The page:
Study Abroad To
Santo Domingo, Dominican REpublic
Summer 2013 (June 1st-June 30th)
“Latin American Critical Geography”
Directors: Prof. Luis Barrios and Prof. Hernando Estevez
PROGRAM DESCRIPTION: This sixth Study Abroad Program in the Dominican Republic is designed to give students a comparative view of Latin American, through the lenses of crime, philosophy, culture, history, politics, religion, and language. We chose Latin America as the most appropriate site for the summer program because of the high number of John Jay students from this region. In addition, many other of our students have been exposed to or influenced by Caribbean culture living in New York City. Therefore, our student population generally has a strong interest in or ties to the region, but often few opportunities to visit or study any of the countries found in the Caribbean. Even in the case of students who have experienced life in Latin America in general and the Caribbean in particular, they typically have not studied it from a criminological/philosophical standpoint. This Study Abroad program combines rigorous academic study, practical on-site learning, seminars, and structured reflections that engage students in some of today’s most urgent social, ethic, political, economic, and ecological matters.
LLS-290-Special Topic-Latin American Cultural Geography: This is a 3-credit course that will be taught by Prof. Barrios, a faculty member from the Department of Latin American & Latina/o Studies. The purpose of this course is to explore Latin American as a geographical unit, by surveying some of its vernacular artistic, sociopolitical, philosophic and psychological knowledge formations. Issues include the basic methods by which people exert power or influence over others, the creation of political identities such as nation state, an empire, or sub-nation region, and political struggles over territories, natural resources, trade routes, urban spaces, land uses and other valuable assets. Important players in these struggles include states (government from the national down to the local level, numerous specialized government agencies, the court system, etc.), corporations and other large companies, powerful religious institutions, oppositional citizens’ organizations, and resistance movements. The venue for the field research site/topic is the Dominican-Haitian Border.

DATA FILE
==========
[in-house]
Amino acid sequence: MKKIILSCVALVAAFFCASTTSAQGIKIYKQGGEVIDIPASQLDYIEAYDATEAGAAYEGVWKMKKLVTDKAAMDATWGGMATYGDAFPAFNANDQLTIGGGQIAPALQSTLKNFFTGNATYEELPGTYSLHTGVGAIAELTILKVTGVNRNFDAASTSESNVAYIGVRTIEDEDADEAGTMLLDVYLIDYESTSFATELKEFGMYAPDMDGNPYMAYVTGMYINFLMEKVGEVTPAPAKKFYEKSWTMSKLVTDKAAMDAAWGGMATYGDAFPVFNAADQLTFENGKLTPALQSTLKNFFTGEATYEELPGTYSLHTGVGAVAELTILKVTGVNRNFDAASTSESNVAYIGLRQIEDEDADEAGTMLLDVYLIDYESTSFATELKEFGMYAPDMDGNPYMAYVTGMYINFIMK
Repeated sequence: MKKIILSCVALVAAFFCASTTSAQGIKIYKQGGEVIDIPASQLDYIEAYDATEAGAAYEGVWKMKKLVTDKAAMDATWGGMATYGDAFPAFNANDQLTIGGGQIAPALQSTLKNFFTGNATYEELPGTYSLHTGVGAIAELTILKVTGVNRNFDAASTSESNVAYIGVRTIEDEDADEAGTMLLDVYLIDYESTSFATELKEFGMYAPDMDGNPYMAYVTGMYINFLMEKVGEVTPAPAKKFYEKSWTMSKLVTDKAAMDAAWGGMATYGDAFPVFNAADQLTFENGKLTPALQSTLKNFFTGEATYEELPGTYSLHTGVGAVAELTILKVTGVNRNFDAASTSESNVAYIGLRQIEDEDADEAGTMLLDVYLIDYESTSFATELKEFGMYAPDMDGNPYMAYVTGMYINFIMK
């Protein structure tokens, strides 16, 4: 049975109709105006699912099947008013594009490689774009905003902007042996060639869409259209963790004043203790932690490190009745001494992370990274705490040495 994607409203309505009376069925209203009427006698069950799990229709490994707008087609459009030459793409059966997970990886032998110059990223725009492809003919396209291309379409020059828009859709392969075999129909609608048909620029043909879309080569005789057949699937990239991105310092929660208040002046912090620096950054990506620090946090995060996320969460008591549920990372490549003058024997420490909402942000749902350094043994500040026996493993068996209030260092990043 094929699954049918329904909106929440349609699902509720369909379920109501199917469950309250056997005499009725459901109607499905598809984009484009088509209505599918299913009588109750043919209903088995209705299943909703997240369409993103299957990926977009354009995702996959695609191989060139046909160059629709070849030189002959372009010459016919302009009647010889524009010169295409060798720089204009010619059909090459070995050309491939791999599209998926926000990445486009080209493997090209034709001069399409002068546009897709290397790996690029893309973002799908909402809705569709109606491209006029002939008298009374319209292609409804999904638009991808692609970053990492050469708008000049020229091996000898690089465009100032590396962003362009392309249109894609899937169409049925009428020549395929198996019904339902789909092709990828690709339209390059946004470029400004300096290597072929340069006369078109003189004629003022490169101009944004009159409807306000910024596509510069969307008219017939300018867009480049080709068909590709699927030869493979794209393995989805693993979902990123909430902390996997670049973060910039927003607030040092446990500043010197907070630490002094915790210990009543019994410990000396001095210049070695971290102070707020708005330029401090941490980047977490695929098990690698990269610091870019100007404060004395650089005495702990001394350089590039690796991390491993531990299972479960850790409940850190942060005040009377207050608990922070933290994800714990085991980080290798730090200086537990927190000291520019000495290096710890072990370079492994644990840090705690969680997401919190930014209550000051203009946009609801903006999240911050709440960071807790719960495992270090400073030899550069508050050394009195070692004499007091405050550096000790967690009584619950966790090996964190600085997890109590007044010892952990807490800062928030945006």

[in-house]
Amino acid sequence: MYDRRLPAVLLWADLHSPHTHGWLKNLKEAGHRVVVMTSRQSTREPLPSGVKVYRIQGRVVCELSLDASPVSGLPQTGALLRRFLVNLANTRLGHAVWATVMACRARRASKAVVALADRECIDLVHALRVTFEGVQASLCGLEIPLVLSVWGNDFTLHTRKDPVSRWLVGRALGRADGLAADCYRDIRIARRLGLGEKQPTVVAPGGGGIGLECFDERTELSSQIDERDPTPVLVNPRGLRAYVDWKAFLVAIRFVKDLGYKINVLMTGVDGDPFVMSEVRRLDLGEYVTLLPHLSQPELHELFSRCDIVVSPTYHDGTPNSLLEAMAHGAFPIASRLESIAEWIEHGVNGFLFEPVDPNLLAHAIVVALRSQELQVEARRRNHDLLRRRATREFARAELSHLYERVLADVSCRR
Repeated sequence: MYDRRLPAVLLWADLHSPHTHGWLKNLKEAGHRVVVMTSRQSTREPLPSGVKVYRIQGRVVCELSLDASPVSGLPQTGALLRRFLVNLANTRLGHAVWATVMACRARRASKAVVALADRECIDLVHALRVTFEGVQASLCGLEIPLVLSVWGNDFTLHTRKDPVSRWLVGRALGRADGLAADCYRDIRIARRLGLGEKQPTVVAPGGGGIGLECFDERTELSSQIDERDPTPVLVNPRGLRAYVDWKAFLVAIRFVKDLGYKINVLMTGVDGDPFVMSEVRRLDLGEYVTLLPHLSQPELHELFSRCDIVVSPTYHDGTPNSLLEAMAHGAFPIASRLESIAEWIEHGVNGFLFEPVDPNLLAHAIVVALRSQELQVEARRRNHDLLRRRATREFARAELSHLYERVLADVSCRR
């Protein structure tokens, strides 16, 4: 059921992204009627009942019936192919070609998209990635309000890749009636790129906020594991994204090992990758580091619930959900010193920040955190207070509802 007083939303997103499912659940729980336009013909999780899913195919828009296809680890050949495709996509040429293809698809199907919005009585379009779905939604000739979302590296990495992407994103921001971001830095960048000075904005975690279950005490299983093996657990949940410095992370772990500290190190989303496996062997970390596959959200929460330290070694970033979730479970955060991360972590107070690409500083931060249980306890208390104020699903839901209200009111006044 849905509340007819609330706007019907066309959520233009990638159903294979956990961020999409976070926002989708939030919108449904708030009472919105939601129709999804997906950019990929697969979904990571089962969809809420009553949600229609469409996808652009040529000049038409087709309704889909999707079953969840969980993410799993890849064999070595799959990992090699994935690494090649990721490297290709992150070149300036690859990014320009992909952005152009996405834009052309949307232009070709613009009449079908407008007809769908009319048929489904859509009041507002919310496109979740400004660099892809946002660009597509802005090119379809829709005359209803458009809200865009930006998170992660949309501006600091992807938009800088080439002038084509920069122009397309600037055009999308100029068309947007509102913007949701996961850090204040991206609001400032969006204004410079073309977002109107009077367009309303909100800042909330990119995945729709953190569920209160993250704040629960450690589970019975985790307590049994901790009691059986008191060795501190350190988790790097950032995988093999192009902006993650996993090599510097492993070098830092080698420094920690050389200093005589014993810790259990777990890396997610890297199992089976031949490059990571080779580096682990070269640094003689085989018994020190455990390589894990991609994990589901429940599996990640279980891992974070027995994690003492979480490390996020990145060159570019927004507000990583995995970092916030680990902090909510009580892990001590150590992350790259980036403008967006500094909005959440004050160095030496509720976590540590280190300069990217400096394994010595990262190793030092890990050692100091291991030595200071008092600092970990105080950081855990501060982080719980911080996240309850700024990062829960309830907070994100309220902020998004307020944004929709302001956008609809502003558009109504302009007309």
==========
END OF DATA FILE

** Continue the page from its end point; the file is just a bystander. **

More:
PHI-292-Special Topic-Philosophy of Crime and Punishment in the Caribbean:This is a 3-credit course that will be taught by Prof. Estevez, a faculty member from the Philosophy Department. This course will present an overview of the most representative problems facing the criminal justice system in the Caribbean. In the broadest terms, this class’ objective is to introduce students to the full range of Caribbean societies and cultures, then attempt to make historical and philosophical sense of the region as a whole through the analysis of the social, cultural and judicial conditions conducive to crime and their punitive response. We will examine common patterns of socio-economic, cultural and legal adaptations beneath the outward diversity of the region. Class methodology develops from a conceptual understanding of the diverse conditions defining the Caribbean to the difficulties and complexities of the ideas of crime and punishment as they operate on a practical level.